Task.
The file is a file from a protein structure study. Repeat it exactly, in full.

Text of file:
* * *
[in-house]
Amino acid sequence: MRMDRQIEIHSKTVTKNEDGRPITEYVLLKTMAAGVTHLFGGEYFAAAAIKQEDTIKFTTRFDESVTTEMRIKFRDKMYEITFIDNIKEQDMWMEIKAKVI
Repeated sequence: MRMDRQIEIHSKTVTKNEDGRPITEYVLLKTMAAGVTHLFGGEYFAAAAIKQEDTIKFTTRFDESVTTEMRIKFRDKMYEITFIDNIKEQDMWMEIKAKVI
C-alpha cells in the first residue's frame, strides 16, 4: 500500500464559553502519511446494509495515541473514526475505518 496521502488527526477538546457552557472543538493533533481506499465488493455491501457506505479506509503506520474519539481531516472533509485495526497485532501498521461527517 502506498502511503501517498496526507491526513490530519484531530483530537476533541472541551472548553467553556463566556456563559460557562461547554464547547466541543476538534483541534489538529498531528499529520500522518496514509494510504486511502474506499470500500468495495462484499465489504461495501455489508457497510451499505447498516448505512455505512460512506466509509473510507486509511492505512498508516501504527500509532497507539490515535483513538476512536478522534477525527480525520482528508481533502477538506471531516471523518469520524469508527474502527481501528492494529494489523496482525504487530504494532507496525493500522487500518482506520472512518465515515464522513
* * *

[in-house]
Amino acid sequence: MRMDRQIEIHSKTVTKNEDGRPITEYVLLKTMAAGVTHLFGGEYFAAAAIKQEDTIKFTTRFDESVTTEMRIKFRDKMYEITFIDNIKEQDMWMEIKAKVI
Repeated sequence: MRMDRQIEIHSKTVTKNEDGRPITEYVLLKTMAAGVTHLFGGEYFAAAAIKQEDTIKFTTRFDESVTTEMRIKFRDKMYEITFIDNIKEQDMWMEIKAKVI
C-alpha cells in the first residue's frame, strides 16, 4: 500500500464559553502519511446494509495515541473514526475505518 496521502488527526477538546457552557472543538493533533481506499465488493455491501457506505479506509503506520474519539481531516472533509485495526497485532501498521461527517 502506498502511503501517498496526507491526513490530519484531530483530537476533541472541551472548553467553556463566556456563559460557562461547554464547547466541543476538534483541534489538529498531528499529520500522518496514509494510504486511502474506499470500500468495495462484499465489504461495501455489508457497510451499505447498516448505512455505512460512506466509509473510507486509511492505512498508516501504527500509532497507539490515535483513538476512536478522534477525527480525520482528508481533502477538506471531516471523518469520524469508527474502527481501528492494529494489523496482525504487530504494532507496525493500522487500518482506520472512518465515515464522513